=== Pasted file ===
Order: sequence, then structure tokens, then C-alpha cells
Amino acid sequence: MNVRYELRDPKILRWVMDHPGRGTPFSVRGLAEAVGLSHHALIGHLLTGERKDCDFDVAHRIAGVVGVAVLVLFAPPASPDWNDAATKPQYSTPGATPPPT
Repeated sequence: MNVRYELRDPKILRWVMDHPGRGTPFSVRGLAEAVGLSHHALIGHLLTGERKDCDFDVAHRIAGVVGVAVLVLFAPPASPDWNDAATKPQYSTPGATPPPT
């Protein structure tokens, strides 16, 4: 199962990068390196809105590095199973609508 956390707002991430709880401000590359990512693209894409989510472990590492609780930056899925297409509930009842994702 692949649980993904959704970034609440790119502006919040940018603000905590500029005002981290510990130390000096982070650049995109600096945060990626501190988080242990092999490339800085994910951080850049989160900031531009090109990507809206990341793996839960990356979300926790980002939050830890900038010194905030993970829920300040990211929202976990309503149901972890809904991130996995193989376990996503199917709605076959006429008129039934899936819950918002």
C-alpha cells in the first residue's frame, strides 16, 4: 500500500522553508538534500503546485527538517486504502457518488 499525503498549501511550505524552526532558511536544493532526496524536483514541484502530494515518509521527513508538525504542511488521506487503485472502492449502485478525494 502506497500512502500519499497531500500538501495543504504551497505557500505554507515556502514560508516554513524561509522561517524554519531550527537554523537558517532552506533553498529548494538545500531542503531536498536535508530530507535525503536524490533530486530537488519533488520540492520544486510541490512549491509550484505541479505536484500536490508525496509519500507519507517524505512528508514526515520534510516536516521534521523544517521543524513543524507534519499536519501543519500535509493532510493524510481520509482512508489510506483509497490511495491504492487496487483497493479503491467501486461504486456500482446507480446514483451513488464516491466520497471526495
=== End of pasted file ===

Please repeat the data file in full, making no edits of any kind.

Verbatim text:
Order: sequence, then structure tokens, then C-alpha cells
Amino acid sequence: MNVRYELRDPKILRWVMDHPGRGTPFSVRGLAEAVGLSHHALIGHLLTGERKDCDFDVAHRIAGVVGVAVLVLFAPPASPDWNDAATKPQYSTPGATPPPT
Repeated sequence: MNVRYELRDPKILRWVMDHPGRGTPFSVRGLAEAVGLSHHALIGHLLTGERKDCDFDVAHRIAGVVGVAVLVLFAPPASPDWNDAATKPQYSTPGATPPPT
């Protein structure tokens, strides 16, 4: 199962990068390196809105590095199973609508 956390707002991430709880401000590359990512693209894409989510472990590492609780930056899925297409509930009842994702 692949649980993904959704970034609440790119502006919040940018603000905590500029005002981290510990130390000096982070650049995109600096945060990626501190988080242990092999490339800085994910951080850049989160900031531009090109990507809206990341793996839960990356979300926790980002939050830890900038010194905030993970829920300040990211929202976990309503149901972890809904991130996995193989376990996503199917709605076959006429008129039934899936819950918002």
C-alpha cells in the first residue's frame, strides 16, 4: 500500500522553508538534500503546485527538517486504502457518488 499525503498549501511550505524552526532558511536544493532526496524536483514541484502530494515518509521527513508538525504542511488521506487503485472502492449502485478525494 502506497500512502500519499497531500500538501495543504504551497505557500505554507515556502514560508516554513524561509522561517524554519531550527537554523537558517532552506533553498529548494538545500531542503531536498536535508530530507535525503536524490533530486530537488519533488520540492520544486510541490512549491509550484505541479505536484500536490508525496509519500507519507517524505512528508514526515520534510516536516521534521523544517521543524513543524507534519499536519501543519500535509493532510493524510481520509482512508489510506483509497490511495491504492487496487483497493479503491467501486461504486456500482446507480446514483451513488464516491466520497471526495